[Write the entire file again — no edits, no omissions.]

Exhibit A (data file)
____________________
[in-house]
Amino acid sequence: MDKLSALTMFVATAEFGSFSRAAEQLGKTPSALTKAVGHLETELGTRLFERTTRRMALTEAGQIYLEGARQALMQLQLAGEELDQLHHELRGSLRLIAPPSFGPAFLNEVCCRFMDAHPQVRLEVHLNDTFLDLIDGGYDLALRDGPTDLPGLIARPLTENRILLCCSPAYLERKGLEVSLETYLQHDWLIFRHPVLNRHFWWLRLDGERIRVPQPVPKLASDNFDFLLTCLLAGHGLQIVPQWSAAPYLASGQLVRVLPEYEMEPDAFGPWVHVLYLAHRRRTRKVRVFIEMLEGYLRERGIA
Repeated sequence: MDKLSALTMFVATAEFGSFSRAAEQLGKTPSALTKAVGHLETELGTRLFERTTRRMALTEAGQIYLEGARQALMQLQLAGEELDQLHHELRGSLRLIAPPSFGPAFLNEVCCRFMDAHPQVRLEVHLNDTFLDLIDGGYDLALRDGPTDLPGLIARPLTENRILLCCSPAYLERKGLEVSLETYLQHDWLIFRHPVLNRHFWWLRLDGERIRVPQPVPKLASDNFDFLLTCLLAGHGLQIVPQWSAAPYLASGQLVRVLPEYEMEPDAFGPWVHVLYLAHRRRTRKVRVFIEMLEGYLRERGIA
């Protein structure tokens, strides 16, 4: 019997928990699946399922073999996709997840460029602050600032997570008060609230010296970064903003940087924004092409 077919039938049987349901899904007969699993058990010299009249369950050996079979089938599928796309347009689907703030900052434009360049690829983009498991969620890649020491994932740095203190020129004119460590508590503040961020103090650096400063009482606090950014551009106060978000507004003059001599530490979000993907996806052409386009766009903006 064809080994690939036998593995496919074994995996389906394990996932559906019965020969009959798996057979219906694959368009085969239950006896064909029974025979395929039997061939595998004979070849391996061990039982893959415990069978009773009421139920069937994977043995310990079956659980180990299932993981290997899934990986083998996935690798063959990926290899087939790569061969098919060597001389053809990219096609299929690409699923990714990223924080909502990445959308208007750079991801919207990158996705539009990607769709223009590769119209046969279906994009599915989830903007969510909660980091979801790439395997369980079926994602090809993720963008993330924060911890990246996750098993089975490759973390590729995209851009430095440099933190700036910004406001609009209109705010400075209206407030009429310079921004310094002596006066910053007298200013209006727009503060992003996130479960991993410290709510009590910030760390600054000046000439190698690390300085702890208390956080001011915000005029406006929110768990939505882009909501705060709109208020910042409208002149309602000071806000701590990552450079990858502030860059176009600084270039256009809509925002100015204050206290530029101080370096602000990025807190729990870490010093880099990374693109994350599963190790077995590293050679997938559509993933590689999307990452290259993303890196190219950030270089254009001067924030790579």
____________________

[in-house]
Amino acid sequence: MDKLSALTMFVATAEFGSFSRAAEQLGKTPSALTKAVGHLETELGTRLFERTTRRMALTEAGQIYLEGARQALMQLQLAGEELDQLHHELRGSLRLIAPPSFGPAFLNEVCCRFMDAHPQVRLEVHLNDTFLDLIDGGYDLALRDGPTDLPGLIARPLTENRILLCCSPAYLERKGLEVSLETYLQHDWLIFRHPVLNRHFWWLRLDGERIRVPQPVPKLASDNFDFLLTCLLAGHGLQIVPQWSAAPYLASGQLVRVLPEYEMEPDAFGPWVHVLYLAHRRRTRKVRVFIEMLEGYLRERGIA
Repeated sequence: MDKLSALTMFVATAEFGSFSRAAEQLGKTPSALTKAVGHLETELGTRLFERTTRRMALTEAGQIYLEGARQALMQLQLAGEELDQLHHELRGSLRLIAPPSFGPAFLNEVCCRFMDAHPQVRLEVHLNDTFLDLIDGGYDLALRDGPTDLPGLIARPLTENRILLCCSPAYLERKGLEVSLETYLQHDWLIFRHPVLNRHFWWLRLDGERIRVPQPVPKLASDNFDFLLTCLLAGHGLQIVPQWSAAPYLASGQLVRVLPEYEMEPDAFGPWVHVLYLAHRRRTRKVRVFIEMLEGYLRERGIA
């Protein structure tokens, strides 16, 4: 019997928990699946399922073999996709997840460029602050600032997570008060609230010296970064903003940087924004092409 077919039938049987349901899904007969699993058990010299009249369950050996079979089938599928796309347009689907703030900052434009360049690829983009498991969620890649020491994932740095203190020129004119460590508590503040961020103090650096400063009482606090950014551009106060978000507004003059001599530490979000993907996806052409386009766009903006 064809080994690939036998593995496919074994995996389906394990996932559906019965020969009959798996057979219906694959368009085969239950006896064909029974025979395929039997061939595998004979070849391996061990039982893959415990069978009773009421139920069937994977043995310990079956659980180990299932993981290997899934990986083998996935690798063959990926290899087939790569061969098919060597001389053809990219096609299929690409699923990714990223924080909502990445959308208007750079991801919207990158996705539009990607769709223009590769119209046969279906994009599915989830903007969510909660980091979801790439395997369980079926994602090809993720963008993330924060911890990246996750098993089975490759973390590729995209851009430095440099933190700036910004406001609009209109705010400075209206407030009429310079921004310094002596006066910053007298200013209006727009503060992003996130479960991993410290709510009590910030760390600054000046000439190698690390300085702890208390956080001011915000005029406006929110768990939505882009909501705060709109208020910042409208002149309602000071806000701590990552450079990858502030860059176009600084270039256009809509925002100015204050206290530029101080370096602000990025807190729990870490010093880099990374693109994350599963190790077995590293050679997938559509993933590689999307990452290259993303890196190219950030270089254009001067924030790579």